Axidava

The Truth In Advertising

Listen, young man! The cleverest man in the world is the man that tells the truth, and tells it all the time, not occasionally.

Sometimes you can profit by a lie, but it is like dodging bullets; you never know when you are going to get hurt.

Lying is a game. Sometimes it is a very exciting game. But it is essentially gambling. And gambling, any sort of gambling, is not business.

The fundamental laws of business are just as accurate and as well established as the principles of geometry.

It is hard to see this, for our visual range is limited. Most of us can see the crooked dollar coming today, but not the ten straight dollars it is going to lose us tomorrow.

Real business success is cumulative. It grows like a snowball. And the one thing that makes it keep us growing, even while we sleep, is our persistent truthfulness and dependableness.

If you put an advertisement in the paper announcing goods worth five dollars for sale at two dollars, and if the people come and buy, and find out the stuff is not worth ten cents, you may make a one day’s gain, but you have alienated a lot of indignant customers and have started to saw away the posts that sustain your reputation.

If you have a store rented for a week only and purpose to conduct a sacrifice sale of goods that will make everybody disgusted who buys them, then perhaps you may lie with a high hand and a stretched-out arm.

But if you are in the town to stay, and want regular, returning, increasing, satisfied, and friendly customers, it will pay you to stick to the old-fashioned truth.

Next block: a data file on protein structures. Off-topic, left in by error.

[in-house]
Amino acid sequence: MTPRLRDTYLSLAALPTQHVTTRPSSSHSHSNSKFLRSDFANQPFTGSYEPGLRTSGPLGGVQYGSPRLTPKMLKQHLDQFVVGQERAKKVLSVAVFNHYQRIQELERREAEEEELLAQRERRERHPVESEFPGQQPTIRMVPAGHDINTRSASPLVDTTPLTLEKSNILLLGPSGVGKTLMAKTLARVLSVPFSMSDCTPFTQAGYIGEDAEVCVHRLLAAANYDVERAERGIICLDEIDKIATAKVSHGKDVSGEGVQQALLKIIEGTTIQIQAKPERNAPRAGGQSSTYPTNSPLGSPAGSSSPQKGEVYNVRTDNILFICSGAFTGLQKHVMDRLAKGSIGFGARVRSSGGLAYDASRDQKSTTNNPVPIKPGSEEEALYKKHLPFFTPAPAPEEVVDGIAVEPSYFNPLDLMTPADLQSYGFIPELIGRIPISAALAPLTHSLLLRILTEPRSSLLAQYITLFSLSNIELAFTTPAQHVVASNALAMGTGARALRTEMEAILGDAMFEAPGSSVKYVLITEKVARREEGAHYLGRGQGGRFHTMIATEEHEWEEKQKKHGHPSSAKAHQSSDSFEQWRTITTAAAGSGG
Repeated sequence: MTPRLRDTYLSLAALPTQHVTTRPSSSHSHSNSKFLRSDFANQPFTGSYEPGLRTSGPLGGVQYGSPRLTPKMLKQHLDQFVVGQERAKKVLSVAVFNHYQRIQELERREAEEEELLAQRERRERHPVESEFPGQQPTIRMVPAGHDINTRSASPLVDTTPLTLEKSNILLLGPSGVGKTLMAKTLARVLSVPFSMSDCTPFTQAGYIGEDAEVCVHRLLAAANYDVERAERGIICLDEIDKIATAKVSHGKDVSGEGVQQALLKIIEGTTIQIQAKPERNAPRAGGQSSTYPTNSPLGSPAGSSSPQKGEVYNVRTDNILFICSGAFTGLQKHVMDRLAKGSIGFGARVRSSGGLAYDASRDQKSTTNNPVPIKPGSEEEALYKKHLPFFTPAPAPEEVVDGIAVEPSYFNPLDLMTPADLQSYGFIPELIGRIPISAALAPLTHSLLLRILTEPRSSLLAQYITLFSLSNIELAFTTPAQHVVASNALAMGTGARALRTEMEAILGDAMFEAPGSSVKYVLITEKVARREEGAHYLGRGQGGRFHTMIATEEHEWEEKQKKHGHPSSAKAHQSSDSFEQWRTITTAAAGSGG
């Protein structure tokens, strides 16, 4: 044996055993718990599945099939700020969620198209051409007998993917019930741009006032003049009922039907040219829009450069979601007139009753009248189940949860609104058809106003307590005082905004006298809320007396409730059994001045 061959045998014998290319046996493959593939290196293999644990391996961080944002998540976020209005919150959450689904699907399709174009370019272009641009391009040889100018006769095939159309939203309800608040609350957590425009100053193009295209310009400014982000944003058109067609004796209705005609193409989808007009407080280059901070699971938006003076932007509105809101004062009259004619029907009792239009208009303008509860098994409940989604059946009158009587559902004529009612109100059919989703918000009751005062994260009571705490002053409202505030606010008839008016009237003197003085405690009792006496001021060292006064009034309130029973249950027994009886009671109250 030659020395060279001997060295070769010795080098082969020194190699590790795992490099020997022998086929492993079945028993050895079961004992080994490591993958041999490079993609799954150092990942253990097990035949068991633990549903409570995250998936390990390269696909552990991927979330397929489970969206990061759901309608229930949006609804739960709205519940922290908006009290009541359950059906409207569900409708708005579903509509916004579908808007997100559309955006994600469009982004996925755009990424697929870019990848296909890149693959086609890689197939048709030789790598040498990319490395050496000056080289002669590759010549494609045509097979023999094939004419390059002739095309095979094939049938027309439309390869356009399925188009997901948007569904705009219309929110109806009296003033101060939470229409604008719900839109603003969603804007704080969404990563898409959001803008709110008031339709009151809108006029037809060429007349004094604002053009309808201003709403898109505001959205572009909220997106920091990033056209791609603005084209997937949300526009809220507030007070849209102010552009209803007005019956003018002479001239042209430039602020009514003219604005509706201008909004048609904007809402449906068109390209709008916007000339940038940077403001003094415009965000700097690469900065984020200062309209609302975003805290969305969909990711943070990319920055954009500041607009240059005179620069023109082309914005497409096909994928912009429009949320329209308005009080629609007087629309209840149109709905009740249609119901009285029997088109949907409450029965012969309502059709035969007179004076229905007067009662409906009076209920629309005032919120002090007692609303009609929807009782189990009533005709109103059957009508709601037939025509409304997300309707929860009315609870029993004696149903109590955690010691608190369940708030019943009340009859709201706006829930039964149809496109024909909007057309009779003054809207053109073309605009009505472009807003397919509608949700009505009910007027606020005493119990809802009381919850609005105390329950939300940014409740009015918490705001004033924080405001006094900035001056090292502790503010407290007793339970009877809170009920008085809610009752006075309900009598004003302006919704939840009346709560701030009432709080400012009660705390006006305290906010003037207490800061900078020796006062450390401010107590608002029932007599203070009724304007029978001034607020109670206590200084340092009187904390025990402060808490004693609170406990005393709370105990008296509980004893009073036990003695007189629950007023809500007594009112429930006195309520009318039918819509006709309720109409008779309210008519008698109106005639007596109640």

Exaggeration is lying. It does not take long for the people in the community to get the habit of discounting twenty-five per cent, of all you say.

If you continually overstate and vociferate you must keep on getting louder, until you soon become incoherent.

But if you habitually state only what is soberly, honestly true, by and by everything you say will be away above par.

A man’s repute for truthfulness is as much a part of his capital as are his store and stock; so much so that he can raise money on it.

As civilization progresses, business becomes more and more an affair of credit, of trust. The very foundation of big business is trustworthiness. Therefore, if you are ever going to get beyond the peanut-stand and push-cart stage of merchandise you must establish a basis of dependableness.

There is not one thing in this world, young man, that can be of as much value to you as building up a reputation such that men will say, “your word is as good as your bond.”

It is well to be clever and keen and Johnny-on-the-spot, it is well to look out for number one and to know a good bargain, but best of all is to have the world say of you: “Whatever that man says can absolutely be relied upon.”

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